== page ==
From John Adams
LS:8 American Philosophical Society; AL (draft): Massachusetts Historical Society
Amsterdam Decr. 8th 1781.
This morning were brought me four Bills of Exchange drawn on Mr. Laurens on the 6th. of July 1780 for 550 Guilders each. I have desired time to write to your Excellency, and obtained it. But as there is a large Number of these Bills not yet arrived, and as they come in sometimes by single Bills, and generally in small Numbers at a time, it will be giving your Excellency much Trouble as well me, to write a Letter and an Answer upon every such Occasion. I should therefore be glad to have the honor of your Excellency’s general directions concerning these Bills of the 6th. of July 1780 drawn upon Mr. Laurens. It is not probable that any other Bills will ever be drawn upon me, or any one else in this department, until there is a Treaty, and an House appointed to be drawn upon with Funds ready to pay, that is in other words (notwithstanding any thing I can see to the contrary) until Doomsday.
I have delivered your Excellency’s Letter9 to Mr. de Neufville, which has alarmed him very much. He has been very importunate with me to write to your Excellency in his favor. I have advised him to write himself,1 and have given him no Encouragement. However I ought to say that by all I can learn he has not the commanding Interest in the Vessels: that the other Owners have it in their power to overrule him; and that it will not be his fault if your Excellency’s proposals are not complied with: and I presume that your sentiments of the Equity of withholding payment of the Bills were founded on the supposition, that Mr. de Neufville had the ruling Interest in the Concern. I am much afraid that protesting these Bills would be fatal to the House, and should be very loth that such a Misfortune should be attributed to an American Affair. The Bills being accepted must sooner or later be paid, and if protested for non payment with large additions for Interest and Damages.— As the Bills are accepted, an Action at Law might no doubt be supported against the Acceptor, unless he should avail himself of the Prerogative of a public Minister. This I cannot but think too delicate and sacred a thing to be made use of, but in very clear Cases, and therefore upon the whole I beg leave to submit to your Excellency my humble Advice, that the Bills should be paid, at the Expiration of their Term, at all Events.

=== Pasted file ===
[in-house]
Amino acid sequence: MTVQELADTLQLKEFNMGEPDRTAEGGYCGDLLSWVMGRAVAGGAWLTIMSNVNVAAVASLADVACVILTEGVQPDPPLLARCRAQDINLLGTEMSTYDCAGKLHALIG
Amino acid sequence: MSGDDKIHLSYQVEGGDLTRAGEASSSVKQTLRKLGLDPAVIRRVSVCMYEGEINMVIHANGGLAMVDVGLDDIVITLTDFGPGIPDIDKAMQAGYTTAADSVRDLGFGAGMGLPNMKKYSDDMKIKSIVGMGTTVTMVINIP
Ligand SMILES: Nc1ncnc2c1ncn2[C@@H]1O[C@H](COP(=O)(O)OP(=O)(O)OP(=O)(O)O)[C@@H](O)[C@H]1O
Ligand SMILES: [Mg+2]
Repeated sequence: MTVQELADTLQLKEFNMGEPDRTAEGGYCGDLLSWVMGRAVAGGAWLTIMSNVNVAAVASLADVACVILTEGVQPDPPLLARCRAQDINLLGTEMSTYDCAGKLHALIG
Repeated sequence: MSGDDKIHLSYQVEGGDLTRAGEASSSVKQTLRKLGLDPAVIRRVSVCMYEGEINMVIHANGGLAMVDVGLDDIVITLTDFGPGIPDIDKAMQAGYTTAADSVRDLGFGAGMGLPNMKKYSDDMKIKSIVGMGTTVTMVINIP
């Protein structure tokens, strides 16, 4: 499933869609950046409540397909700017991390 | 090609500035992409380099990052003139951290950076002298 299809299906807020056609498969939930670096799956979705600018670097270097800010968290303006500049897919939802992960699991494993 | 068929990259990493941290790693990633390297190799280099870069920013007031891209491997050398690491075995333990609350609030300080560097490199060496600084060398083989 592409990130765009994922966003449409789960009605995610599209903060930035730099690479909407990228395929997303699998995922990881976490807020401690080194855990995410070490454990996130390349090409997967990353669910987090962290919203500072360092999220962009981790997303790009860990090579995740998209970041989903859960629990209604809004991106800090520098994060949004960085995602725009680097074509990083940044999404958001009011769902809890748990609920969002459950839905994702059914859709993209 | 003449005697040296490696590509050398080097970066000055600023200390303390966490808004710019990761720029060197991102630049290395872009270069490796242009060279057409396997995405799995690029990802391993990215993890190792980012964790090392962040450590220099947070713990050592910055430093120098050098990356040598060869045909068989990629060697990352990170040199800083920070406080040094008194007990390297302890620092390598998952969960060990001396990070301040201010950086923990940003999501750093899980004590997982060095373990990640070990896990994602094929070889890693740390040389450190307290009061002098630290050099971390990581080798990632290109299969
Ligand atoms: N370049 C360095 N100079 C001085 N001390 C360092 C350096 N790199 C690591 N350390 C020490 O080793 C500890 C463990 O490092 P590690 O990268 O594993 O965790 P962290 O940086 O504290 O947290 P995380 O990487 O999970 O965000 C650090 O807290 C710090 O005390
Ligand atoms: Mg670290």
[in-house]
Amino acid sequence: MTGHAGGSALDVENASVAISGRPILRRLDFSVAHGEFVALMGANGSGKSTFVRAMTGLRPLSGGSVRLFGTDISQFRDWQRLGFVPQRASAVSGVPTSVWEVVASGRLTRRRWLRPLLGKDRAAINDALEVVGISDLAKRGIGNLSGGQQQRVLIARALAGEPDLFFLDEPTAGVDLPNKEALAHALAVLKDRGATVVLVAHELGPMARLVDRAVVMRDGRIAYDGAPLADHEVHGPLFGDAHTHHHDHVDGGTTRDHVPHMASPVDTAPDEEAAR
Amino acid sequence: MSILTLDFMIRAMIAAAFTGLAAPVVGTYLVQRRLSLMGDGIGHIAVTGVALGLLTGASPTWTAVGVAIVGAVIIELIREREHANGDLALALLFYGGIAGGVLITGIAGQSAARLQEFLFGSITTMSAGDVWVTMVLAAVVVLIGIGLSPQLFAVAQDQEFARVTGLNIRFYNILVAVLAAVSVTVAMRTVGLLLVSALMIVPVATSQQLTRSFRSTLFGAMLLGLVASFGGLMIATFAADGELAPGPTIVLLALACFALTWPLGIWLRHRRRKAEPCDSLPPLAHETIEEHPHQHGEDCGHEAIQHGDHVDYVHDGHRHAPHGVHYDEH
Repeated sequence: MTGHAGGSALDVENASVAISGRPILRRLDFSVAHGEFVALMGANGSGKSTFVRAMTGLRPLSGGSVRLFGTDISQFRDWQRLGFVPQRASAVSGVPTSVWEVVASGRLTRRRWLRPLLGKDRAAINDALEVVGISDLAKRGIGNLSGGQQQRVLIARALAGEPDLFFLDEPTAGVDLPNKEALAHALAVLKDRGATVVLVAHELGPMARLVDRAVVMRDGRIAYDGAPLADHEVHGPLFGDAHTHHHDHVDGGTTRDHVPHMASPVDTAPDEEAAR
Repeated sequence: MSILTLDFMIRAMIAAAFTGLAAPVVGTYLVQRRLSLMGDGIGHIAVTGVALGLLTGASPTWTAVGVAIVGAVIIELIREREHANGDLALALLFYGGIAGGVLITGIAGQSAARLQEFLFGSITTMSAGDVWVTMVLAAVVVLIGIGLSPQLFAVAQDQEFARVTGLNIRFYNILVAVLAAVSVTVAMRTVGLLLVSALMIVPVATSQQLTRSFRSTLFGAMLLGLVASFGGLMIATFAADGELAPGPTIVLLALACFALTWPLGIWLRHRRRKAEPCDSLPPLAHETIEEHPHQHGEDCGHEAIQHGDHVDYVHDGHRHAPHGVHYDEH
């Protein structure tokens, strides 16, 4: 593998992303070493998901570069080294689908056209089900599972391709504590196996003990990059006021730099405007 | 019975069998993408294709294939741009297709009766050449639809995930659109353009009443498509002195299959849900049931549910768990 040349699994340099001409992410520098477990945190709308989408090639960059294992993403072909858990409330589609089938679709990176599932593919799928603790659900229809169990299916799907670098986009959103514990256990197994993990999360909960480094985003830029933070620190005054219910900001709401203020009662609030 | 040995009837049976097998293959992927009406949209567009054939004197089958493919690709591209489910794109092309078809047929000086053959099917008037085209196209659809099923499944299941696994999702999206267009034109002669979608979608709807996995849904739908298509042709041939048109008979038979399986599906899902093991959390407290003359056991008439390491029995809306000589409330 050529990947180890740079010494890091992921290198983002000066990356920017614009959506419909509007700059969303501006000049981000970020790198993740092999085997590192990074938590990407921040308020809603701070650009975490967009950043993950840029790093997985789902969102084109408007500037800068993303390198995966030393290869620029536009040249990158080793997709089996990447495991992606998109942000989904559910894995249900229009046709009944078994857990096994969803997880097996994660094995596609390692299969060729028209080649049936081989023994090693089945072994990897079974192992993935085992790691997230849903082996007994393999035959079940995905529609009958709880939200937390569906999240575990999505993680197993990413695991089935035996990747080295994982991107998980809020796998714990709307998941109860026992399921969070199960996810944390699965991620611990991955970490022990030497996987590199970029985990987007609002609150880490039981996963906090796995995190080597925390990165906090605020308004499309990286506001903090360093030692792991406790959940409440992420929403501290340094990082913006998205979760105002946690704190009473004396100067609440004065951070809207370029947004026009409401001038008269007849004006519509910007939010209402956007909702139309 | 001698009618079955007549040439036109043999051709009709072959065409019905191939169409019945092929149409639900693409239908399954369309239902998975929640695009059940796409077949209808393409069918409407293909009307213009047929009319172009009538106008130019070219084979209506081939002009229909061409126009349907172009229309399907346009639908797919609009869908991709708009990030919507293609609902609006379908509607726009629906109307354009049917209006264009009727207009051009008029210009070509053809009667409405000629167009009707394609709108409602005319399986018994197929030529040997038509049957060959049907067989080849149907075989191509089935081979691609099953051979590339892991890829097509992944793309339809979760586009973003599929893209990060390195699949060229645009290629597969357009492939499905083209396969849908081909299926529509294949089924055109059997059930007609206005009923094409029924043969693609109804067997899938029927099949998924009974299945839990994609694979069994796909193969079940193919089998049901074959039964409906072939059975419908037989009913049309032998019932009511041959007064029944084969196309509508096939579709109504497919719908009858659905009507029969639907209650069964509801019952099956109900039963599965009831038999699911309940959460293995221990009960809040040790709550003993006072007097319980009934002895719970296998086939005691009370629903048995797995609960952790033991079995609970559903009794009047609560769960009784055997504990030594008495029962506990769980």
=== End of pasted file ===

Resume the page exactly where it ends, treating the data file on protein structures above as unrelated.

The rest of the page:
I have offered Mr. de Neufville the Goods. He says in answer that he cannot take them: that he acted only on Commission: had delivered them on board of C. Gillon according to his Contract, and cannot now take them again.
To sell the Goods here would be attended with a loss of forty per Cent—such is the stagnation of business here as I am informed by disinterested Persons, and that the same Goods could not be again purchased in France without another very great loss. But to send them from hence in slow Vessels would be little better than giving them to the Enemy.
Inclosed are Copies of Mr. de Neufville’s Letter to the other Owners, their Answer, and his Letter to me accompanying them.2
I have the honor to be Sir, your most obedient and most humble Servant
His Excellency Benjamin Franklin Esqr
Notation: Adams Dec. 8. 1781.
8. In Thaxter’s hand except for the last eight words of the complimentary close, which are in JA’s hand.
9. Of Nov. 26, above.
1. He did so on the previous day, above.
2. JA enclosed a translation of Neufville & fils’s Dec. 5 letter to Van Arp & Co. proposing a board of three impartial merchants as mediators with the ships’ owners, a translation of a passage from the reply claiming that the other owners refused mediation, and a copy of Neufville & fils’s Dec. 8 covering letter to JA, offering to give up the firm’s share of the ships. At some time JA enclosed a copy of another letter he had received from Neufville & fils; see our annotation of JA to BF, Dec. 6.